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Diabet Med. 2008 Jan;25(1):91-6. doi: 10.1111/j.1464-5491.2007.02310.x.

Prevalence and associations of psychological distress in young adults with Type 1 diabetes.

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Diabetes Education Unit, Fremantle Hospital, Fremantle, Western Australia, Australia.



To determine the prevalence of psychological distress in young adults with Type 1 diabetes and to explore associated factors.


Ninety-two participants with Type 1 diabetes (46 male, 46 female) attending a young adult clinic completed two psychological self-report assessments; the Centre for Epidemiological Studies-Depression Scale (CES-D) and Adult Self-Report Scale (ASR). The mean age was 21.6 +/- 2.8 years (sd) and mean duration of diabetes was 9.3 +/- 5.4 years. A questionnaire identified the method of insulin delivery, the frequency of blood glucose monitoring and hypoglycaemia requiring third-party assistance. HbA(1c) was measured.


Of the participants, 35.2% reported depressive symptoms (CES-D > or = 16), 23.1% indicating severe depressive symptoms (CES-D > or = 24), and 32.2, 40.4 and 35.5% of participants reported significant distress (ASR > or = 60) on the ASR total problem scales, ASR internalizing and ASR externalizing scores, respectively. Mean HbA(1c) levels were higher in participants with depressive symptoms compared with those with normal scores (CES-D > or = 16, HbA(1c)= 9.4% vs. CES-D < 16, HbA(1c)= 8.4%, P = 0.01). Factors associated with psychological distress included use of continuous subcutaneous insulin infusion (CSII) (P = 0.02) and increased frequency of hypoglycaemic episodes (P = 0.03). CSII users had higher CES-D (21.3 vs. 11.9, P = 0.001) and ASR-Total (59.7 vs. 53.0, P = 0.02) scores than non-CSII users.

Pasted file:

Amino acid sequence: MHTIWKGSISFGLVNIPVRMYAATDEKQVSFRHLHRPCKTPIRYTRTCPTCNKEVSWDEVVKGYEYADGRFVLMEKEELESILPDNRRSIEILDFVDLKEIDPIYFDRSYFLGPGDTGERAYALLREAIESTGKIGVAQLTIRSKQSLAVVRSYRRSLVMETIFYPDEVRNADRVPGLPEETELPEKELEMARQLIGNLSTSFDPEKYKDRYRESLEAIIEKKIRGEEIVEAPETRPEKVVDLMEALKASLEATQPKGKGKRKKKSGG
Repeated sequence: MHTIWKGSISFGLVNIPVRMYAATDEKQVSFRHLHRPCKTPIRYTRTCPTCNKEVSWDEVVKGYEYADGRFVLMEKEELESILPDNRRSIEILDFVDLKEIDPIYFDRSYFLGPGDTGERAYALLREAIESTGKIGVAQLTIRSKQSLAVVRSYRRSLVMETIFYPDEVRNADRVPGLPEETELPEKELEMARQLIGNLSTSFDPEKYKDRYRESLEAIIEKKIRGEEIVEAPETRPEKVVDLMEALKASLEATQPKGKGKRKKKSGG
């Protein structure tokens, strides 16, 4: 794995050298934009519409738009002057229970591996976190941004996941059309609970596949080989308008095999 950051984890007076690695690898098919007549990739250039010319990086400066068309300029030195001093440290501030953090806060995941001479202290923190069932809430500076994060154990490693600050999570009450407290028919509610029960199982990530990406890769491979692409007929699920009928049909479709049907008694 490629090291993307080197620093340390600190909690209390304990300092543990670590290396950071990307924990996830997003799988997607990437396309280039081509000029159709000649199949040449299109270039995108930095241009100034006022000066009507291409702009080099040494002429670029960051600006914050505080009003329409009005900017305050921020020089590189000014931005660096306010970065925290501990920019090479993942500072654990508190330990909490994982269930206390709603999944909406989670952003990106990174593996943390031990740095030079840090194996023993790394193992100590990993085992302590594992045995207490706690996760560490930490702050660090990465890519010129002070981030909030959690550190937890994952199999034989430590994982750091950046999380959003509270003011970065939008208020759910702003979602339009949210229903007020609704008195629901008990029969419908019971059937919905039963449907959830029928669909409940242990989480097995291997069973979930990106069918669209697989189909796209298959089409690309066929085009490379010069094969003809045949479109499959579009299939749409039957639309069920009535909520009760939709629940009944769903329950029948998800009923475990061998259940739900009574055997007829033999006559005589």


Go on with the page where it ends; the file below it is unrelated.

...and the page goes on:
Approximately one-third of young adults with Type 1 diabetes experience psychological distress, which is associated with poorer glycaemic control. Psychological distress was related to frequency of hypoglycaemic episodes and method of insulin administration, with significantly greater distress being observed in those using CSII. These findings support inclusion of a psychologist in the diabetes team.

[Indexed for MEDLINE]

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